A writer for Smithsonian Magazine recounts how one microbiologist’s quick response protected millions from a novel influenza virus.
In April 1957, a new strain of a lethal respiratory virus emerged in East Asia, caught local health authorities by surprise and eventually killed masses of people worldwide. Today, in the age of Covid-19, that scenario sounds frighteningly familiar—with one key difference. Maurice Hilleman, an American microbiologist then running influenza monitoring efforts at the Walter Reed Army Institute of Research, saw the problem coming and prepared the United States ahead of time. “This is the pandemic,” he recalled saying. “It’s here.”
Hilleman arranged for the U.S. military to ship samples of the pathogen, believed to be a novel influenza virus, from Hong Kong to his lab in Washington, D.C. For five days and nights, his team tested it against blood from thousands of Americans. They found that this strain, H2N2, was unlike any flu that humans were known to have encountered. When it reached the United States, no one would be immune.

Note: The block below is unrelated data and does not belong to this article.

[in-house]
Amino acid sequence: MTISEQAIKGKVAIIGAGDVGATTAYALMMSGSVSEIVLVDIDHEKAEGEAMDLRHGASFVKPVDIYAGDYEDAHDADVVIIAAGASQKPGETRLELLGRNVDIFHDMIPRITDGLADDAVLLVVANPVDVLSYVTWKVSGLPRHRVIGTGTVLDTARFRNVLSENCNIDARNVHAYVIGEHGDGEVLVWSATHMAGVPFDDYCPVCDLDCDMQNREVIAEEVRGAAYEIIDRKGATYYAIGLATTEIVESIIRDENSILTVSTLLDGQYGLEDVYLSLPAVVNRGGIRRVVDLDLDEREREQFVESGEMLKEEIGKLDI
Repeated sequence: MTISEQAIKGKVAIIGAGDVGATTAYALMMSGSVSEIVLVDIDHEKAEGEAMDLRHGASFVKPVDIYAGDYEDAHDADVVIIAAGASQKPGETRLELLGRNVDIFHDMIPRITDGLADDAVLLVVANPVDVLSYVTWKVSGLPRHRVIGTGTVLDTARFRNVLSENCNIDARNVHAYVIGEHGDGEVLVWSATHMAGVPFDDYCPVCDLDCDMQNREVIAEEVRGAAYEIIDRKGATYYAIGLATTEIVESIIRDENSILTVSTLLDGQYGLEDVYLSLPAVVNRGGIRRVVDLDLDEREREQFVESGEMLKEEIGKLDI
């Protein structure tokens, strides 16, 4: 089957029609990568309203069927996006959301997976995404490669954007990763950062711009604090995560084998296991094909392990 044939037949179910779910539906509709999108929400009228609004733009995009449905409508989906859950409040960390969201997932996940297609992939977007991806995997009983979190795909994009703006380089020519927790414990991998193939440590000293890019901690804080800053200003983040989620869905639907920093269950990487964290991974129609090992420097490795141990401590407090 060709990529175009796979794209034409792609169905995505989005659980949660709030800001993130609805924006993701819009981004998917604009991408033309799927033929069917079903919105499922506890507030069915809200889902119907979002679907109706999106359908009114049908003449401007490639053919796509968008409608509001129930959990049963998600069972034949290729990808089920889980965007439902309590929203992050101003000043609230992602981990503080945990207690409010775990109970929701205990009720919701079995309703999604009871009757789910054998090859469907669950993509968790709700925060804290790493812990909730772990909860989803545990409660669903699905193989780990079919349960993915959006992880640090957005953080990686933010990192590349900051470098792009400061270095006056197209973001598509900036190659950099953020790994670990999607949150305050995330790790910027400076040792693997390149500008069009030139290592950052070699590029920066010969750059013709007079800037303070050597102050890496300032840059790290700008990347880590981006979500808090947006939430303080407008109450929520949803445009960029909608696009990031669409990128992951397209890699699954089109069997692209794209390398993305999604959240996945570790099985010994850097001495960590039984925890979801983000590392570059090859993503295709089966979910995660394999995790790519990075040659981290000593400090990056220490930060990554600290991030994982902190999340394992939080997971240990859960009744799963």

Hilleman moved quickly to alert the government, even predicting when the virus would hit U.S. shores: the first week of September, right when schools would reopen. In the years since the 1918 pandemic, health officials had lost sight of the deadly power of aggressive strains of influenza viruses, and the U.S. Public Health Service ignored Hilleman’s warnings. “I was declared crazy,” Hilleman told the pediatrician Paul Offit, who reports the conversation in his book Vaccinated. Still, having identified the new strain, Hilleman sent samples of the virus to the six biggest pharmaceutical companies, directing them to produce a vaccine for this new flu—and they did, partly out of respect for Hilleman himself. “He had that sort of clout” within the industry, says George Dehner, a historian.